Orkney MSP Liam McArthur has lodged a motion in the Scottish Parliament welcoming the successful completion of another excavation season at the Ness of Brodgar.
This is the third time the joint UHI Archaeology Institute and Ness of Brodgar Trust managed project has been acknowledged at Holyrood. The first was in 2011, when the excavation won the Current Archaeology Research Project of the Year.
The motion in full reads:
That the Parliament welcomes the successful season of excavation at the Ness of Brodgar in Orkney in summer 2022; understands that archaeologists from the University of the Highlands and Islands (UHI) and across the world have finished seven weeks of excavation in the first season back since 2019 due to the COVID-19 pandemic; notes that the Ness of Brodgar, which is located in the Heart of Neolithic Orkney UNESCO World Heritage site, has been under excavation since 2004 and continues to represent one of the most important archaeological excavations in the world, revealing a massive complex of monumental Neolithic buildings dating back to 3000BC; celebrates the new discoveries uncovered in 2022, including some of the earliest stone steps in the UK, a whale vertebra in Structure 5, the impressive masonry of Structure 27 and a number of ornate thumb pots, axe head, stone inscriptions and spatulas all unique to the Ness; considers that the site has significantly advanced an understanding of the human past and attracts thousands of visitors each year; understands that the project is largely funded through the generosity of the public and supported by the Ness of Brodgar Trust, American Friends of the Ness of Brodgar and University of Highlands and Islands Archaeology Institute; commends the volunteers and staff, including the site director, Nick Card, on their hard work and achievements in archaeological research in 2022; thanks them for furthering knowledge and awareness of Neolithic life in Orkney through what it sees as their outstanding and innovative efforts, and wishes the project continued success for the 2023 excavation season, which will mark the 20th anniversary of the discovery of Structure One, and beyond.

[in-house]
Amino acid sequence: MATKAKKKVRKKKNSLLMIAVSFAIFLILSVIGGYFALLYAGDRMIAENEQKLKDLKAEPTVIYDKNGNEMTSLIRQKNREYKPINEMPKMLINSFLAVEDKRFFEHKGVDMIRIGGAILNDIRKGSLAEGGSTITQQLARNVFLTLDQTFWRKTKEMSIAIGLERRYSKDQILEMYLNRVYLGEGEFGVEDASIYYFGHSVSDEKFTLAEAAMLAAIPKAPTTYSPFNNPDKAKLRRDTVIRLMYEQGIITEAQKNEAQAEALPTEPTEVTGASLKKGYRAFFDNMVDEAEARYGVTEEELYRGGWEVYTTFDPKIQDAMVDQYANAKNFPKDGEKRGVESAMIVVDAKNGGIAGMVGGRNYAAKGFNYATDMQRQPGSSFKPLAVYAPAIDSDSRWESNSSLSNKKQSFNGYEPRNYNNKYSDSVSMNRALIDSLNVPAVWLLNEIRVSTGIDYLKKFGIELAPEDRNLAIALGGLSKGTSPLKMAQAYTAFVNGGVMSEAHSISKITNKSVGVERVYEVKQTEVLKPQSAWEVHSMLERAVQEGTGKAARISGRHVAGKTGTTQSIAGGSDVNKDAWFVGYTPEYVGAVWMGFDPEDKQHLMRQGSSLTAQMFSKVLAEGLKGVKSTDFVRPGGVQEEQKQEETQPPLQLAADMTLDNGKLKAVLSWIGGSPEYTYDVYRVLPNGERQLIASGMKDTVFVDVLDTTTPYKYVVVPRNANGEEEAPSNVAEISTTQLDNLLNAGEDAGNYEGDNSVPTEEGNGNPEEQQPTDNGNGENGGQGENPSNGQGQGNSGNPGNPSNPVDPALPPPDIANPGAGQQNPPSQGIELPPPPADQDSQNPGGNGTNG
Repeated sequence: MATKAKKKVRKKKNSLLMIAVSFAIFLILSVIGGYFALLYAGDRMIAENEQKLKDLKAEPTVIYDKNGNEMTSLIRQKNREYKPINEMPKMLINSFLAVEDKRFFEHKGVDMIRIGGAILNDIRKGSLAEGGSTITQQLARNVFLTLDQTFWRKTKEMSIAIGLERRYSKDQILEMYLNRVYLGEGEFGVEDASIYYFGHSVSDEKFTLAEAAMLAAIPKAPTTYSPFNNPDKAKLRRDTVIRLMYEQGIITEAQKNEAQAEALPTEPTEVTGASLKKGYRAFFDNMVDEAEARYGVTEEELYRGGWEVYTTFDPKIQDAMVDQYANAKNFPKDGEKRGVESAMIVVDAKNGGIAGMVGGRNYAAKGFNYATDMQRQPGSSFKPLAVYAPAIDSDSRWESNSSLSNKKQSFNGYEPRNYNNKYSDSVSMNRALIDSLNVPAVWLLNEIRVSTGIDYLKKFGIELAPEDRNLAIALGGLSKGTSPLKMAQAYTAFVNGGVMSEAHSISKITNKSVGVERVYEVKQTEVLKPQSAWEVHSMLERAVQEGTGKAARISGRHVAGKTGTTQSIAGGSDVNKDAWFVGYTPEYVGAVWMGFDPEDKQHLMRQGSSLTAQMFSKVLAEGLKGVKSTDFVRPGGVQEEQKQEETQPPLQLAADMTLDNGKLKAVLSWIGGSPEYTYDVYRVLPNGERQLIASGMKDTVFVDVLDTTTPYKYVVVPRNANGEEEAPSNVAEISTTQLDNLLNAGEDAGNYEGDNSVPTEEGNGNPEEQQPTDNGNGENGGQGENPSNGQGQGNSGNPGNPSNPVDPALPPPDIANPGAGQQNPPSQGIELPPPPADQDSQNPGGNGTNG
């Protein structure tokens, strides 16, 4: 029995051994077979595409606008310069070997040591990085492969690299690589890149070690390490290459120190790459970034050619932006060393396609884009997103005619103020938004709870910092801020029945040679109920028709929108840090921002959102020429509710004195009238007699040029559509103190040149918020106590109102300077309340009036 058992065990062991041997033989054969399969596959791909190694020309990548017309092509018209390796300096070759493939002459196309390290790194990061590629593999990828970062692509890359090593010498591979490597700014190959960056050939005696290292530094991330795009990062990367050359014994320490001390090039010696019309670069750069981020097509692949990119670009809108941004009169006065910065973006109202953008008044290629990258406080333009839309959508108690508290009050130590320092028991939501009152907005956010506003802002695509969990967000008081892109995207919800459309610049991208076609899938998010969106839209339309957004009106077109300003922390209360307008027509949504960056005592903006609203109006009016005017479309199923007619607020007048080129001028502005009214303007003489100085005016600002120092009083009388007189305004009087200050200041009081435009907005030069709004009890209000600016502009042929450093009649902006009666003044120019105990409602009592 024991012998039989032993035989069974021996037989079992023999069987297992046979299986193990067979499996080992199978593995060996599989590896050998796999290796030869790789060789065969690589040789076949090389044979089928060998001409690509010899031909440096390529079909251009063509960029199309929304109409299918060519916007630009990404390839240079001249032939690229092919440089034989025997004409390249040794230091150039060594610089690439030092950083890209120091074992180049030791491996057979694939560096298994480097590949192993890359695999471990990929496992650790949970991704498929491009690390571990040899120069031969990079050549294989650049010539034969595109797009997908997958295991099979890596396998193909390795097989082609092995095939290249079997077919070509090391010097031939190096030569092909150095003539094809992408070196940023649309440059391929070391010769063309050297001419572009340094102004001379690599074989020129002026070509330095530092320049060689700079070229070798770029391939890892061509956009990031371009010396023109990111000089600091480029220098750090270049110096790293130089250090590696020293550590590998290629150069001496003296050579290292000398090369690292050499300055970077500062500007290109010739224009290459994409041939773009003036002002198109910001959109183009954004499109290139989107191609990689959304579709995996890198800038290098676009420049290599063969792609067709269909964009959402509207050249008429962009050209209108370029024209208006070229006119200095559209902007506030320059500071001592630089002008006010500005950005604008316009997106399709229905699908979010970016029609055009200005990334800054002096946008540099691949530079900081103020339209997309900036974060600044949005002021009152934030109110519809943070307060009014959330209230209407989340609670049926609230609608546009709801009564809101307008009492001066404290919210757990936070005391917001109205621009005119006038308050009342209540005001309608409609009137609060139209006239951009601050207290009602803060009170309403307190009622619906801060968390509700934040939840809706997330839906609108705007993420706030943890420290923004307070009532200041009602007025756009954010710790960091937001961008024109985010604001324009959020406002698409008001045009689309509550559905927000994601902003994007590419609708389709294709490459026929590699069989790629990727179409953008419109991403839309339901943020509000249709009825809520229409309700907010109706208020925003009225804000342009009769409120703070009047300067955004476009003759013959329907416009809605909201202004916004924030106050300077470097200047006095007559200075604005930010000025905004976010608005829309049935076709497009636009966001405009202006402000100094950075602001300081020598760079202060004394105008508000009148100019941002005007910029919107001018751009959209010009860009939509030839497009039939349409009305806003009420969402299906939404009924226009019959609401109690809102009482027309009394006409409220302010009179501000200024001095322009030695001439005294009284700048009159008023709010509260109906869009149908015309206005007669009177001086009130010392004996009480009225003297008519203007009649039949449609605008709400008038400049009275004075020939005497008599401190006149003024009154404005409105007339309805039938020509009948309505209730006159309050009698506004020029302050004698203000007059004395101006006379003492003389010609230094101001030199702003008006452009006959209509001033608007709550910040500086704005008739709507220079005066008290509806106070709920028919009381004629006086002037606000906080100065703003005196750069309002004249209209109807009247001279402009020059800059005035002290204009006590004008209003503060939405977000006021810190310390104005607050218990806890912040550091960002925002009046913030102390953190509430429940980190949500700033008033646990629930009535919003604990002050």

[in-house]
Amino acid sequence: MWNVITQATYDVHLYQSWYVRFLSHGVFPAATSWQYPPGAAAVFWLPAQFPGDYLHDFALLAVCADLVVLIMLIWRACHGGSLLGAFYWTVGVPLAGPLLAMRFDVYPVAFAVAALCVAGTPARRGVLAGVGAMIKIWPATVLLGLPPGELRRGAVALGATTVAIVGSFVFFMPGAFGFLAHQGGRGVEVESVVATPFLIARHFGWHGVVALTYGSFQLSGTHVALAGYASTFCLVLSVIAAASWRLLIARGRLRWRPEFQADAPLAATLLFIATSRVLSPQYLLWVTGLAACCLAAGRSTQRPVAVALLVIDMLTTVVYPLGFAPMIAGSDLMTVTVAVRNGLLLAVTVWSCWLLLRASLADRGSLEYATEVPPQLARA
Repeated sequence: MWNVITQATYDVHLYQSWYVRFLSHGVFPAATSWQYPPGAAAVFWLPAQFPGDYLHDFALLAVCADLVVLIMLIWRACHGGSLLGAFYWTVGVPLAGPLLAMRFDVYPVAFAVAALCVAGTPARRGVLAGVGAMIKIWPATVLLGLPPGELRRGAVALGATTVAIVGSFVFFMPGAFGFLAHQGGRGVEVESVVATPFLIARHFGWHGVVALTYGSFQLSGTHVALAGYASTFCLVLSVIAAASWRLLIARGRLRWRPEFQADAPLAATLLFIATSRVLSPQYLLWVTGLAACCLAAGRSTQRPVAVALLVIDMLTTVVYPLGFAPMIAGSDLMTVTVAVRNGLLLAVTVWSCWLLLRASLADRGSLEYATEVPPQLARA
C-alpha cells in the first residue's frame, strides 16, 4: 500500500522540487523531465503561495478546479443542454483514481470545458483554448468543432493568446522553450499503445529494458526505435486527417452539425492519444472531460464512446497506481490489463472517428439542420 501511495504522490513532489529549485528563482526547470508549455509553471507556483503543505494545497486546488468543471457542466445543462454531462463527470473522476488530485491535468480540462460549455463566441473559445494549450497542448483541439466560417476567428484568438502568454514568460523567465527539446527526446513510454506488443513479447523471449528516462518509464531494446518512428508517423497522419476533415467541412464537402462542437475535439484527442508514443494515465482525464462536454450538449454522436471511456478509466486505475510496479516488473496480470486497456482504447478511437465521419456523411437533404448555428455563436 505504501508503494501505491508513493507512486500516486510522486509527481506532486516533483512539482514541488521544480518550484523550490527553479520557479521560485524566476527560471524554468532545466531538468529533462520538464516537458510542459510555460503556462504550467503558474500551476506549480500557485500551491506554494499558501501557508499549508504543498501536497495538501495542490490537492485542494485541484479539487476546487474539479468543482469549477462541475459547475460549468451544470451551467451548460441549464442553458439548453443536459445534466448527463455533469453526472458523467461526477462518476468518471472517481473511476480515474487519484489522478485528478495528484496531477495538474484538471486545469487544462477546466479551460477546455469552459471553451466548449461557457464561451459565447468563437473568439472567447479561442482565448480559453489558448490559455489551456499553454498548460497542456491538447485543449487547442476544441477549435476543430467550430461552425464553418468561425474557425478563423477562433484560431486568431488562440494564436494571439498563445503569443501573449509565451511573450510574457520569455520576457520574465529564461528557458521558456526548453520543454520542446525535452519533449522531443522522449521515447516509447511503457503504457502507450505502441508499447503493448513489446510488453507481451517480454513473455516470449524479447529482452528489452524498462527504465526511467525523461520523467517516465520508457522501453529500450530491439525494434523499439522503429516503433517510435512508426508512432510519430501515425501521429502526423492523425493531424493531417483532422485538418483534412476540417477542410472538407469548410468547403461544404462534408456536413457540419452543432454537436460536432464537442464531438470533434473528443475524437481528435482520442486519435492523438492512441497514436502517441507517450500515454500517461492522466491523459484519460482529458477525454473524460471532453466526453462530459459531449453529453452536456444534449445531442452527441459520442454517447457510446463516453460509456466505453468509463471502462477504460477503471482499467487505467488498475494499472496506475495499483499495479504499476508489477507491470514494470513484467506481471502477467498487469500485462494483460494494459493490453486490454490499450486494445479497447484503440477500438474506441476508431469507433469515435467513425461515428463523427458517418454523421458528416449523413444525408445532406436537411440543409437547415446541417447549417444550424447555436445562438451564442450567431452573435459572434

Supported by: Karen Adam, Clare Adamson, Jeremy Balfour, Colin Beattie, Alexander Burnett, Stephanie Callaghan, Finlay Carson, Graeme Dey, Annabelle Ewing, Joe FitzPatrick, Kenneth Gibson, Pam Gosal, Rachael Hamilton, Bill Kidd, Douglas Lumsden, Fulton MacGregor, Stuart McMillan, Edward Mountain, Douglas Ross, Paul Sweeney, Martin Whitfield